Why frick would it be so easy to recognize the situation and immediately be so sure of yourself? You want to know 100% while also wanting to believe that this person could never do such a thing to you; you are experiencing a complete paradox around one of the most sensitive and confusing situations a human could ever be in. But your mind plays tricks to protect you and keep you safe which leads you to question yourself, become confused, and develop shame and doubt among many other effects. On top of it, other people are in your head; it’s a clusterf*ck.

For me, I compartmentalized it almost immediately. I went to being raped to being abducted in my mind due to the reactive psychosis (I was in a hostel in a foreign country, alone, surrounded by cops…)

Somewhere amongst all of the chaos, I buried it. This brings to light how people stay in relationships with their abuser or some type of similar situation. Much of it has to do with how your mind playing tricks to keep you safe coupled with the fact that you just can’t or choose not to (at least not yet) believe it. PLUS if you love someone, you can’t just up and leave no matter how bad it is..until you are ready. Case and point: My abuser made his way to the hospital I was in where we had sex. Yes…after it happened. It was confusing and weird and I don’t know if I wanted to do it or not, but it happened. (The fact that this secure facility let him in is beyond me. When I tell you this whole situation is movie-worthy, I’m not fucking around.)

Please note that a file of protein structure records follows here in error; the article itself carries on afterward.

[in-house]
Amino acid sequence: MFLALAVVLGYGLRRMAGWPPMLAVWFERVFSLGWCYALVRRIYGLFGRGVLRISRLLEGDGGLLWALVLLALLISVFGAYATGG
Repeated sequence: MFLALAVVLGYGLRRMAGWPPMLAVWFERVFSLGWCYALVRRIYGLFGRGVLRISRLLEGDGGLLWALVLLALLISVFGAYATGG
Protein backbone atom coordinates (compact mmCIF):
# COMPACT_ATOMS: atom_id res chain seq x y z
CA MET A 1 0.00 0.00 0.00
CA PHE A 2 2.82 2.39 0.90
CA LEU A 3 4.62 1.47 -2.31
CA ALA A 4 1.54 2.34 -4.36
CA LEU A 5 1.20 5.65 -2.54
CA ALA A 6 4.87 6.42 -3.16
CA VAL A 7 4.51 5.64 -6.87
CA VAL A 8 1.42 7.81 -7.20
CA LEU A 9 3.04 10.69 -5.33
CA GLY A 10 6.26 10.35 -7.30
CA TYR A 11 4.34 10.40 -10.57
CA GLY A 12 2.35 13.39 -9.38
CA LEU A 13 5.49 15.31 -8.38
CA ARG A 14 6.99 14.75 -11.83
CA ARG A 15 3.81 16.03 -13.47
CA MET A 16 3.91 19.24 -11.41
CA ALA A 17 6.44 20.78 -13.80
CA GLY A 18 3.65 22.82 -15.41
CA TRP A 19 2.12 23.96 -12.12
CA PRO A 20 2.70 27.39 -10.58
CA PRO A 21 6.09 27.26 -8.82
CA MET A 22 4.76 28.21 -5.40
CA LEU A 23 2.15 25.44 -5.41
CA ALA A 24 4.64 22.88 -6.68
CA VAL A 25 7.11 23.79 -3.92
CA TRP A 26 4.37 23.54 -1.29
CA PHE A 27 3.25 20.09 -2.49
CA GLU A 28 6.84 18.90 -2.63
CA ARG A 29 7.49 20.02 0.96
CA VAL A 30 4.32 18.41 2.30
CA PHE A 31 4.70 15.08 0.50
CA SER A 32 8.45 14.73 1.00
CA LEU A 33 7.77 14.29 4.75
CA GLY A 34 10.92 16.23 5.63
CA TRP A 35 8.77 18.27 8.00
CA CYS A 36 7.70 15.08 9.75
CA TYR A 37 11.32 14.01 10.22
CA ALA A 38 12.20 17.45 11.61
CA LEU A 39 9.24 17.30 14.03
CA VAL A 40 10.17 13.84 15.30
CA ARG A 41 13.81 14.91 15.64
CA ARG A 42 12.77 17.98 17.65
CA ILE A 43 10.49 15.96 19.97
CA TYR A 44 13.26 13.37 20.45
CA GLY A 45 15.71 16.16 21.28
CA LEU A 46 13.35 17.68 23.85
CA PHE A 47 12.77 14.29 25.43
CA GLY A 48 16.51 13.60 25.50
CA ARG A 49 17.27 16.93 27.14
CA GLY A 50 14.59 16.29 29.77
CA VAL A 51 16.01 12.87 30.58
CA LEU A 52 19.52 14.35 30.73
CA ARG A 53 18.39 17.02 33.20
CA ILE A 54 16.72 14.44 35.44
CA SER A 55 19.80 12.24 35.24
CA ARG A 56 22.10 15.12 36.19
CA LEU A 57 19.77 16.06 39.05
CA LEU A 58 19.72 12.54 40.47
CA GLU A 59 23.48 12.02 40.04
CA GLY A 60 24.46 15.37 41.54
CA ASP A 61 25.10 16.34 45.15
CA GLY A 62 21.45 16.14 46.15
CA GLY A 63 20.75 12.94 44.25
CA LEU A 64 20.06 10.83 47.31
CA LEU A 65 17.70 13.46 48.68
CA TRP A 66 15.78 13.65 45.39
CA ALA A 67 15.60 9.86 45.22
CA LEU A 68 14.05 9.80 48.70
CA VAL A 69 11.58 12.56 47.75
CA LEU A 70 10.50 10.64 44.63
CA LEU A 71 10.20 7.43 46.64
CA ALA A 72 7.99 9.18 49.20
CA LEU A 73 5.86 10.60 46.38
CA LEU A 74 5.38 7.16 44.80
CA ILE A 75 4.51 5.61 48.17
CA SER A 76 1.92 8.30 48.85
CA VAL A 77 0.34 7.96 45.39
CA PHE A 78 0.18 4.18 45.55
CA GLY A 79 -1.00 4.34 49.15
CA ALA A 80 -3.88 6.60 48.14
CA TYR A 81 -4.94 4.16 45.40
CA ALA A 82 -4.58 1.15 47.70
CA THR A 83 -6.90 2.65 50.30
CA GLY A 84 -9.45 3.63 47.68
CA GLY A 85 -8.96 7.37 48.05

Then, when I was released and made my way to the hotel one of my clients got for me (I’ll tell the whole story in another post) I remember communicating with him. I was very alone so I wanted company and he was the only person I knew in that country so I was going to have him come to the hotel, but something in my gut was telling me I shouldn’t or wasn’t supposed to do that. Then, when I was buying gifts in the hotel for everyone I knew because I was so happy and grateful to be alive, I bought him a gift. On the plane ride home, I was writing him love poems. *mInD fUcK*

After all of this happening to me, I remember recalling how I said that about the Bill Cosby assault victims and realizing just how ignorant I was.